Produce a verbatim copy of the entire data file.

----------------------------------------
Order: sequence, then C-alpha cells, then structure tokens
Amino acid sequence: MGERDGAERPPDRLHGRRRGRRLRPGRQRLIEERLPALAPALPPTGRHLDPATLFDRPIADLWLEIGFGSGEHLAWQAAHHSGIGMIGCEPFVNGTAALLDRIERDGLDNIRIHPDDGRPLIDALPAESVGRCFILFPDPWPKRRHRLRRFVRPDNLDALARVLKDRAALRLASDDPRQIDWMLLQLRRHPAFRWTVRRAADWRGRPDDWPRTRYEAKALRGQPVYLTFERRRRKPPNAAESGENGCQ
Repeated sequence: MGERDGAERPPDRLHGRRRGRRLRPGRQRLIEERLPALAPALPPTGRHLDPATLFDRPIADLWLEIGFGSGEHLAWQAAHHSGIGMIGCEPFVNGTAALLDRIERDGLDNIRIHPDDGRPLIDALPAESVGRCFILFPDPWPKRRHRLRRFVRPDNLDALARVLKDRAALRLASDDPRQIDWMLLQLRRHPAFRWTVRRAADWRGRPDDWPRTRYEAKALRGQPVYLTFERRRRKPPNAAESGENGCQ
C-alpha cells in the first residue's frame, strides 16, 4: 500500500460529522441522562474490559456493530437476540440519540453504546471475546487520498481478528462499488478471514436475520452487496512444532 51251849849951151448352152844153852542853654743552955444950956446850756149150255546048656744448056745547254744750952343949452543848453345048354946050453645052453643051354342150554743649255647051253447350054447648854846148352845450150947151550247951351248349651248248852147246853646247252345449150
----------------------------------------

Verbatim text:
Order: sequence, then C-alpha cells, then structure tokens
Amino acid sequence: MGERDGAERPPDRLHGRRRGRRLRPGRQRLIEERLPALAPALPPTGRHLDPATLFDRPIADLWLEIGFGSGEHLAWQAAHHSGIGMIGCEPFVNGTAALLDRIERDGLDNIRIHPDDGRPLIDALPAESVGRCFILFPDPWPKRRHRLRRFVRPDNLDALARVLKDRAALRLASDDPRQIDWMLLQLRRHPAFRWTVRRAADWRGRPDDWPRTRYEAKALRGQPVYLTFERRRRKPPNAAESGENGCQ
Repeated sequence: MGERDGAERPPDRLHGRRRGRRLRPGRQRLIEERLPALAPALPPTGRHLDPATLFDRPIADLWLEIGFGSGEHLAWQAAHHSGIGMIGCEPFVNGTAALLDRIERDGLDNIRIHPDDGRPLIDALPAESVGRCFILFPDPWPKRRHRLRRFVRPDNLDALARVLKDRAALRLASDDPRQIDWMLLQLRRHPAFRWTVRRAADWRGRPDDWPRTRYEAKALRGQPVYLTFERRRRKPPNAAESGENGCQ
C-alpha cells in the first residue's frame, strides 16, 4: 500500500460529522441522562474490559456493530437476540440519540453504546471475546487520498481478528462499488478471514436475520452487496512444532 51251849849951151448352152844153852542853654743552955444950956446850756149150255546048656744448056745547254744750952343949452543848453345048354946050453645052453643051354342150554743649255647051253447350054447648854846148352845450150947151550247951351248349651248248852147246853646247252345449150